As no operation precedes operation 1, hence we shall start network from opera­tion 1, keeping it in first vertical column. Operations 2 and 3 are post-operations of operation 1; hence these are kept in second vertical column as shown in Fig. 28.41.

As operation 4 can be started when operation 2 is completed therefore, it will be kept in third vertical column. Operations 4 and 5 are the post-operations of operation 3 and can be started simultaneously after completion of operation 3, hence operations 4 and 5 both can be kept in the same third column. As operation 6 is the post-operation of operations 4 and 5, hence will be connected by both 4 and 5 and will be placed in the next column, i.e., in the fourth column as shown in Fig. 28.42.

In Fig. 28.42, line connecting operations 3 and 5 crosses another line; hence it may be arranged in a better and clear form as shown in Fig. 28.43.

Sometimes, it is not possible to avoid it then the lines may cross each other but care should be taken that such lines should be as minimum as possible and clear to understand.

Example 5:

Example illustrates a case in which, operations and pre-operations are as under:

Solution:

As the operation 1 is the first operation, hence network will be started by operation 1 denoted by the circle in first column. Operation 2 is the post-operation of 1 and therefore will be kept in second column.

Operation 3 has pre-operations 1 and 2; therefore operation 3 cannot be started unless operations 1 and 2 are complete. Hence op­eration 3 can be kept in third column, i.e. after operation 2, and not in second column immediately after operation 1. It is shown in Fig. 28.44.

Example 6:

Draw a network diagram for painting in a two storey building.

Solution:

After dividing the project into some operations, network can be drawn as per Fig. 28.45.

If sufficient men, equipment’s and materials are available the network would be better to draw in the form as shown in Fig. 28.46 to reduce the timing required for selecting colours, ordering and testing paints and without waiting for the plaster on first floor, painting can be done on ground floor and in the mean-time plaster work on first floor will be completed and the painting on the same can be done. Therefore network shown in Fig. 28.46 is a better diagram from the point of view that it will save the time.

Example 7:

Draw the network diagrams for the project in which PRE-OPR or POST-OPR are given below:

The CPM network will be as in Fig. 28.47.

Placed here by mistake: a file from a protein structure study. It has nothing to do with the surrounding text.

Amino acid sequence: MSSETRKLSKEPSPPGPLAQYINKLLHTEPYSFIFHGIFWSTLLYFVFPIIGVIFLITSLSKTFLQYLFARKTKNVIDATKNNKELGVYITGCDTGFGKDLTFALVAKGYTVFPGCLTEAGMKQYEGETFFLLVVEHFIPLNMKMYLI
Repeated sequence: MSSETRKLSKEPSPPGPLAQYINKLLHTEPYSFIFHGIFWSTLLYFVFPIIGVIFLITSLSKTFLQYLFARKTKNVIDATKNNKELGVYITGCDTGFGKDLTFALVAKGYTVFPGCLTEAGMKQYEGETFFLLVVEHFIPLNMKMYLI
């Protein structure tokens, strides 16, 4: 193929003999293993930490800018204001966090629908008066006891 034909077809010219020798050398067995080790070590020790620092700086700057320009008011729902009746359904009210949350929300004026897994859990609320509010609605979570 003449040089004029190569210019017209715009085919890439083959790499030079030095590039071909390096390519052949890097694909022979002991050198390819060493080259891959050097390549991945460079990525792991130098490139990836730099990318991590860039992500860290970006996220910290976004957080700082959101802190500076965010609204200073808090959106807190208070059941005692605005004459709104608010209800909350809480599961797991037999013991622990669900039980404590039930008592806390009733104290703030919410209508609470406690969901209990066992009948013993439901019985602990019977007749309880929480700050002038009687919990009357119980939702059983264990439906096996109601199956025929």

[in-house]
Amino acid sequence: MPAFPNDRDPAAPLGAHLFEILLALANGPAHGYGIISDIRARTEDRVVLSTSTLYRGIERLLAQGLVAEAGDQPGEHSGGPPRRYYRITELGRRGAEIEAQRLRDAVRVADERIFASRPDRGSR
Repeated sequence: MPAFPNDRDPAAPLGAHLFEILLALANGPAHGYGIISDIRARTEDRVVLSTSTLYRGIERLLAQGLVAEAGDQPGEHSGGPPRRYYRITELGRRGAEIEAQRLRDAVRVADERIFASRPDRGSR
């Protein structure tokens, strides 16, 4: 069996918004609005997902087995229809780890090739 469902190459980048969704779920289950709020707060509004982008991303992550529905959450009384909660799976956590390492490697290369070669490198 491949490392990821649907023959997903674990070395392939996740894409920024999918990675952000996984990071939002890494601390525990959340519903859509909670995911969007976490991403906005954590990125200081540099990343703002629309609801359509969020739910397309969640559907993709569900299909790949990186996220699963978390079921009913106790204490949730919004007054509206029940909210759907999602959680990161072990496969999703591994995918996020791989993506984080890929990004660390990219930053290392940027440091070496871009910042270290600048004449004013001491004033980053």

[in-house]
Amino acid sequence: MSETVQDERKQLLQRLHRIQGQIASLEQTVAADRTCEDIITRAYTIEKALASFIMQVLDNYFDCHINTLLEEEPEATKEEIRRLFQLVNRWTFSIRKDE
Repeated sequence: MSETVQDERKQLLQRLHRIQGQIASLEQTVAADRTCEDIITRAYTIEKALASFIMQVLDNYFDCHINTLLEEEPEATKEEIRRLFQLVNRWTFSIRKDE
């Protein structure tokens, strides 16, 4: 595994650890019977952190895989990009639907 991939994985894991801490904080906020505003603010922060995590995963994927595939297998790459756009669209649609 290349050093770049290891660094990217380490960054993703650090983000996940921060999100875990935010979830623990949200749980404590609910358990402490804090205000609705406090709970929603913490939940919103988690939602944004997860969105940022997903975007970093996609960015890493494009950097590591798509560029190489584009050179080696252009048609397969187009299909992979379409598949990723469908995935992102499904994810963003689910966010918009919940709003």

Example 8:

The example 7 for the above network diagram can also be framed in terms of POST-OPR as given under:

Example 9:

Draw the network for the following in which POST-OPRs are given:

Solution:

Fig. 28.48 (a) shows the sequence of op­erations A, B, C and D. Now the operation E is preceded by C and the operation F is also preceded by C. Hence, when the circles are drawn to show the operations E and F, the connecting lines of DE and CF intersect each other as shown in Fig. 28.48 (b).

The intersection of lines DE and CF can be avoided by placing the operation Fin the fourth sequence above the operation E, as shown in Fig. 28.49 (a). Now the numbers may be placed in the opera­tion circles beginning from left to right as shown in Fig. 28.49 (b).

As far as possible, the crossing of lines should be avoided. This makes the diagram less confusing and easier to understand. However, sometimes it may not be possible or desirable to eliminate the occurrence of such crossing lines. The numbering should be done starting from left and moving towards right, the first vertical sequence of operation being numbered first and then the second and so on.

Example 10:

Following table shows the operation time in working days for different activities. Draw the critical path on the diagram.

Solution:

The above activities are drawn in the network as shown is Fig. 28.50. Each activity is represented by the numeral in the circle. Numbers of days are mentioned on the left corner of circle representing the operation.

After drawing the network diagram, Earliest Finish for each operation is calculated and noted on the top right corner of the circle in the rectangles.

For the last operation 7, Latest time = Earliest finish time, i.e. 59 days in this case. From this value, Latest Finish time for other operations is calculated and written on the right bottom corner of the circle and inscribed in a triangle. For operations 2, 3, 4, 5 and 6 latest finish time is calculated by subtracting the working days required from the latest of post operation.

For operation 1, Latest Finish calculated by considering operation 2 is 25 – 10 = 15 days and by considering operation 3 is 52 – 15 = 37 days. In such case lower value is considered as the Latest Finish. Hence for operation 1, Latest Finish = 15 days.

Operations which are having Earlier Finish = Latest Finish are joined with double line and represent the critical path as shown in Fig. 28.51.